website =
language = English
# The backslash below tells the application to continue reading
# the value onto the next line.
message = Welcome to \

The documentation for Mule / Spring advises that you break up configuration files into multiple files and then reassemble them as needed. In Mule’s case, this allows you to run one instance of mule per small function, allowing you to restart just the piece that needs to when a change is made, rather than bringing down all the pieces. Furthermore it makes it easy to reason about each modular piece when broken down in this way.

Unfortunately, splitting the files up like this can easily cause a lot of duplication, especially of IP addresses and ports. If you are sending objects to the same IP address and port from multiple configuration files, you might end up with multiple instances of lines of configuration like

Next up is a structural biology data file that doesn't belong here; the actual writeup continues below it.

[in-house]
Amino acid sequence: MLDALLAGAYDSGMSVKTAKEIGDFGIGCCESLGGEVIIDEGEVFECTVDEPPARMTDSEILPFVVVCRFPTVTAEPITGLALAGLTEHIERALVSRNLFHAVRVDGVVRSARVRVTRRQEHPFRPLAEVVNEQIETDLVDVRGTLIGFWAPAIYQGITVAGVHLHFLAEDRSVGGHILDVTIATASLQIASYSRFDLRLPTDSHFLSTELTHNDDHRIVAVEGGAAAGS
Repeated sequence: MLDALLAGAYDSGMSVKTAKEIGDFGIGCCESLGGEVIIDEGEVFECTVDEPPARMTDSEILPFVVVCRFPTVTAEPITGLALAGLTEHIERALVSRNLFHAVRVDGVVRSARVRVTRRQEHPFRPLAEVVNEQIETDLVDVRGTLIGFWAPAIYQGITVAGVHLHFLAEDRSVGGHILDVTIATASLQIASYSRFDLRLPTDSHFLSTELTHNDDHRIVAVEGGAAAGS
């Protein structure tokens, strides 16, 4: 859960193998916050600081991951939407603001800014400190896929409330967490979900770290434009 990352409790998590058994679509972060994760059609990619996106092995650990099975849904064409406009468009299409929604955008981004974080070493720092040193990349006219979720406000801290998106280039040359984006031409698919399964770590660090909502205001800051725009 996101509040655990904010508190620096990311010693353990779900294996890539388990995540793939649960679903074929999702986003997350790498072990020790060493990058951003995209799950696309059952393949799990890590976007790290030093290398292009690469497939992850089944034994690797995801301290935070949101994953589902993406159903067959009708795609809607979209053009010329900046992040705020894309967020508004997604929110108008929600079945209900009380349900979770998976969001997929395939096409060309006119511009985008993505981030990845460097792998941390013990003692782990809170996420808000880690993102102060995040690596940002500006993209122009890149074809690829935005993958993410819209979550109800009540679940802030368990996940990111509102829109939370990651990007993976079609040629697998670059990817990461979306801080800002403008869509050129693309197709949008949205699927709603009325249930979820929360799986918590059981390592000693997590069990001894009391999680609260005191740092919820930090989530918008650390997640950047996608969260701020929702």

tcp:inbound-endpoint address="tcp://"

Fortunately, by storing the IP addresses and ports in .properties file, you can eliminate code duplication and allow the variables to be changed in a single place and have the change reflected in all files referencing these variables. Additionally, if you name the variables properly, the impenetrable IP addresses instead become self documenting strings:

tcp:inbound-endpoint address="${email.server.address}"

This ${x} syntax should be familiar to anyone who has used Ant in the past. This basically says, find the property with the key email.server.address and textually substitute its value here. This assumes that you have a .properties file with the line